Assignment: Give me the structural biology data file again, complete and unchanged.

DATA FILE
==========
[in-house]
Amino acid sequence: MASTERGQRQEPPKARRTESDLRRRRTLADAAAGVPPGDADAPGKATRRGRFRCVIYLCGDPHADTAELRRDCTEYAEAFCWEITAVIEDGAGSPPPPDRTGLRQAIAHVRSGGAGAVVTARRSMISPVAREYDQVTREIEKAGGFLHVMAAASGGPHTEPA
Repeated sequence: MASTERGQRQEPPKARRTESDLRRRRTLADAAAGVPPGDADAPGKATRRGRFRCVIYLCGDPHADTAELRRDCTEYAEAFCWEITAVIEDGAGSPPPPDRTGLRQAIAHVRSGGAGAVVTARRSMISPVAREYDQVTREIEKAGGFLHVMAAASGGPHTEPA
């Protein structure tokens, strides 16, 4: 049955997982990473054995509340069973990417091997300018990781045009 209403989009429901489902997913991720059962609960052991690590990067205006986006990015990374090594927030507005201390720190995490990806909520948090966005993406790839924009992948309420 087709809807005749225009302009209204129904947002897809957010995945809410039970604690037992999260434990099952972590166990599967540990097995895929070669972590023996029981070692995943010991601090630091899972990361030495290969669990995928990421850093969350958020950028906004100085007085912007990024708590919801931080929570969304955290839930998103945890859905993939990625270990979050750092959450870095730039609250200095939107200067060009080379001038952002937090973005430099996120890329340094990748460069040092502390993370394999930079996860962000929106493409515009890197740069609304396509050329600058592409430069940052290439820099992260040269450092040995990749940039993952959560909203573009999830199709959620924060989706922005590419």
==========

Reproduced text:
[in-house]
Amino acid sequence: MASTERGQRQEPPKARRTESDLRRRRTLADAAAGVPPGDADAPGKATRRGRFRCVIYLCGDPHADTAELRRDCTEYAEAFCWEITAVIEDGAGSPPPPDRTGLRQAIAHVRSGGAGAVVTARRSMISPVAREYDQVTREIEKAGGFLHVMAAASGGPHTEPA
Repeated sequence: MASTERGQRQEPPKARRTESDLRRRRTLADAAAGVPPGDADAPGKATRRGRFRCVIYLCGDPHADTAELRRDCTEYAEAFCWEITAVIEDGAGSPPPPDRTGLRQAIAHVRSGGAGAVVTARRSMISPVAREYDQVTREIEKAGGFLHVMAAASGGPHTEPA
């Protein structure tokens, strides 16, 4: 049955997982990473054995509340069973990417091997300018990781045009 209403989009429901489902997913991720059962609960052991690590990067205006986006990015990374090594927030507005201390720190995490990806909520948090966005993406790839924009992948309420 087709809807005749225009302009209204129904947002897809957010995945809410039970604690037992999260434990099952972590166990599967540990097995895929070669972590023996029981070692995943010991601090630091899972990361030495290969669990995928990421850093969350958020950028906004100085007085912007990024708590919801931080929570969304955290839930998103945890859905993939990625270990979050750092959450870095730039609250200095939107200067060009080379001038952002937090973005430099996120890329340094990748460069040092502390993370394999930079996860962000929106493409515009890197740069609304396509050329600058592409430069940052290439820099992260040269450092040995990749940039993952959560909203573009999830199709959620924060989706922005590419």